Making a solar cell phone charger

  • Thread starter eddie90
  • Start date
  • #1
48
1
Good day everyone,

So I have a spare solar panel that has been laying around and I want to put it to use. Its a small panel, about 8"X12". The specs read 8 Watts and 17 Volts

I was thinking of maybe making a solar charger for phones and other 5VDC USB devices.

I bought a 5VDC regulator kit, soldered it together and got it to work with the panel
This is the kit:
http://www.superdroidrobots.com/shop/item.aspx/5v-regulator-board-kit/508/

Next I want to hook the output up to a set of maybe 2 or 4 USB ports. I can get these off an old computer or other device.

My question is, how do I know how much current this thing will output at 5VDC?
I know my factory cell phone charger outputs 2000ma or 2 amps.
How do I know that this setup will not output more than that and damage the device being charged.
Or is this setup even strong enough to go up to 2 amps?

Is there a way to test for this?

Thank you and sorry for the long post

-Eddie
 

Answers and Replies

  • #3
48
1
There are a bunch of designs for this at this site - http://www.instructables.com/howto/solar+panel+charger/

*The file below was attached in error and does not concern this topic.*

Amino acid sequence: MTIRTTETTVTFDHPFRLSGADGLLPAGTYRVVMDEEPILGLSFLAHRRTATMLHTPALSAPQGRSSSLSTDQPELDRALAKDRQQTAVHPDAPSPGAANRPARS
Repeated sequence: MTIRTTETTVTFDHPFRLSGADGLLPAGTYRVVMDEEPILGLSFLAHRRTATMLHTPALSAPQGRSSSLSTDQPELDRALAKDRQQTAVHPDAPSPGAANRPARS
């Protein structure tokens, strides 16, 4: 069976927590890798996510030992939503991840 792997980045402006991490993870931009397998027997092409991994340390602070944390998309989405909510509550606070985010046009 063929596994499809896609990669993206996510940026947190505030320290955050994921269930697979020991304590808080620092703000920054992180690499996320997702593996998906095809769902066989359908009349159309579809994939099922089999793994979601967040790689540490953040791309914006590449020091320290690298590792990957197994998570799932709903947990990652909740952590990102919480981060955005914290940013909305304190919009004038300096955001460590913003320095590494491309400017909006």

With respect to the power requirements, some of them use the solar panel to charge a battery pack - http://www.instructables.com/id/Solar-USB-Charger-20-21/
I had not thought about charging a battery pack. That might be better, it is not limited to providing power only while under the sun.

I will look at these examples in detail tonight when I get home

Thank you!
 
  • #4
Baluncore
Science Advisor
8,887
3,485
The specifications for the PV is; 17V, 8W. The current will be ( 8W / 17V ) = 0.47A.
The regulator is a linear regulator so Iin = Iout.
The maximum current out will therefore be 470 mA.

The voltage drop across the regulator will be 17Vin – 5Vout = 12V
The regulator will therefore dissipate power ( 12V * 0.47A ) = 5.64W
Maybe you should consider a heatsink if the regulator gets hot.
 
  • #5
48
1
The specifications for the PV is; 17V, 8W. The current will be ( 8W / 17V ) = 0.47A.
The regulator is a linear regulator so Iin = Iout.
The maximum current out will therefore be 470 mA.

The voltage drop across the regulator will be 17Vin – 5Vout = 12V
The regulator will therefore dissipate power ( 12V * 0.47A ) = 5.64W
Maybe you should consider a heatsink if the regulator gets hot.

The regulator chip did did begin to get a little hot so I did attach a small heatsink to it.
I am using it to charge a portable phone charger that itself is charged with 5V

Seems to work just fine now.

Thank you!
 

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